Braking systems are a critical part of industrial machinery. Through friction, they stop or slow the movement of mechanisms. Without them, machines would just keep moving even through dangerous situations.
It’s crucial, therefore, that each of your machines has an effective braking system. The best way to ensure this is to give each device the proper braking system. To do this, you’ll need to know the differences between different braking systems.
Read on to learn more about some of the different industrial braking systems.
Braking System Types According to Actuation
Actuation refers to how a system is activated or deactivated. For example, a brake system refers to the specific mechanisms that help a brake stop or slow mechanical movement.
There are a few different actuation constructions. This article will detail these further in the list below.
Mechanical Braking System
Mechanical brakes utilize manual power to operate. Therefore, an operator cannot use an automatic mechanism to actuate the brakes. Instead, they have to use their own hands or feet for this.
The force resulting from this isn’t powerful. However, this braking system type is still useful in applications requiring little force. An excellent example of this is the handbrake on a bicycle.
Hydraulic Braking System
The actuation of a hydraulic braking system relies on hydraulic fluid. This is usually a mixture of glycerine, alcohol, and additives. The mechanism will transmit pressure through this liquid.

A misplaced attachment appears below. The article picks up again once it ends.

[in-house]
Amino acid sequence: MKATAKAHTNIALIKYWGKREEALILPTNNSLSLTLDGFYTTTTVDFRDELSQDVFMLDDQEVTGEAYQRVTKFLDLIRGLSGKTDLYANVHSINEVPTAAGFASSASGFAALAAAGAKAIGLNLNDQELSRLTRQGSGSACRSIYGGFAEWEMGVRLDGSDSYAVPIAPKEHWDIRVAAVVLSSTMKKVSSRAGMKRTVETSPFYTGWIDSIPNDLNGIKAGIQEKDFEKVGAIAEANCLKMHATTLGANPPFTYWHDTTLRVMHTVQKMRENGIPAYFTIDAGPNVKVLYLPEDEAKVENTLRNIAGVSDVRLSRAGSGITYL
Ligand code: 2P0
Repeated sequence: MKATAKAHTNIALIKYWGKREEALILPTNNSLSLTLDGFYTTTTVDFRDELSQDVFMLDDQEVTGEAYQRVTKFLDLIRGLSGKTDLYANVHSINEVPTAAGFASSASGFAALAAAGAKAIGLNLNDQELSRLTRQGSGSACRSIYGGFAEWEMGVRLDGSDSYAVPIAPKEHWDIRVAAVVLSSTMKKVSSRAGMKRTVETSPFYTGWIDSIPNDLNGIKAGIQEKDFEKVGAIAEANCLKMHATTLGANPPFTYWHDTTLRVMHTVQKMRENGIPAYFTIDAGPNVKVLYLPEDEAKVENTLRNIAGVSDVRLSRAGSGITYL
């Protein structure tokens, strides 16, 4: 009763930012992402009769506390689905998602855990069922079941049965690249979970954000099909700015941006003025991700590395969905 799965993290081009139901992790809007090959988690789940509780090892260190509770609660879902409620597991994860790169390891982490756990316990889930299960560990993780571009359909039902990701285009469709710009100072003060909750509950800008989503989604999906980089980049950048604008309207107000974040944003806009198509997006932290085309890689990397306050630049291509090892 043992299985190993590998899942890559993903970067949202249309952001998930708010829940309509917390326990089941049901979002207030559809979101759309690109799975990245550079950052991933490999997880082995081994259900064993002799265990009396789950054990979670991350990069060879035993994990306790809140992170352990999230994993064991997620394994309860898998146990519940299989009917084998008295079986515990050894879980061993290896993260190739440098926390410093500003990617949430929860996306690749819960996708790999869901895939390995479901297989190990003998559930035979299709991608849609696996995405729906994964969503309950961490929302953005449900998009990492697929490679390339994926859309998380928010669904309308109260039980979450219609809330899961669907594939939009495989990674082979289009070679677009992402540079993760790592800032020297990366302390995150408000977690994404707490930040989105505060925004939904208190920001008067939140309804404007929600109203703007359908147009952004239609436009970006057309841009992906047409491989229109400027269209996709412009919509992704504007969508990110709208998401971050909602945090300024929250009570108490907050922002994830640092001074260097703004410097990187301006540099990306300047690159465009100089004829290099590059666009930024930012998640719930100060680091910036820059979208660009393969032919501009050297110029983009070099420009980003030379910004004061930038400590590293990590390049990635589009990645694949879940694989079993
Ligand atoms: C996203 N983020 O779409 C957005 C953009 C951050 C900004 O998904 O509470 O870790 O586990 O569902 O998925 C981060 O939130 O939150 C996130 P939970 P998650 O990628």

This braking system type is one of the cheapest, most common, and most reliable. Also, passenger vehicle brakes often rely on hydraulic systems.
Electric Braking System
Electric braking systems use magnetic force to actuate brakes. However, the magnets within the system are not always drawn to each other. Therefore, an operator must run an electric current through them to activate a magnetic force.
These systems tend to be expensive but very effective. They also engage quickly.
The Parts of Braking Systems
Within the different actuation mechanisms are certain brake types. As a result, various systems may or may not share the same brake models.
The drum brake and disc brake are two of the most well-known. You can learn more about each of these below.
A disc brake is named for the disc-shaped part that is often connected to a wheel. Above the disc is a C-shaped part known as a caliper whose sides extend over the disc.
When an operator applies the brake, a piston on one side of the caliper moves forward. This eventually squeezes the disc against the other side of the caliper. As a result, the disc stops spinning.
All of the mechanisms of a drum brake are inside a cylinder-like house. Like the disc brake, a drum brake also has a piston. However, when activated, this piston pushes C-shaped ‘brake shoes’ against the inner sides of the drum.
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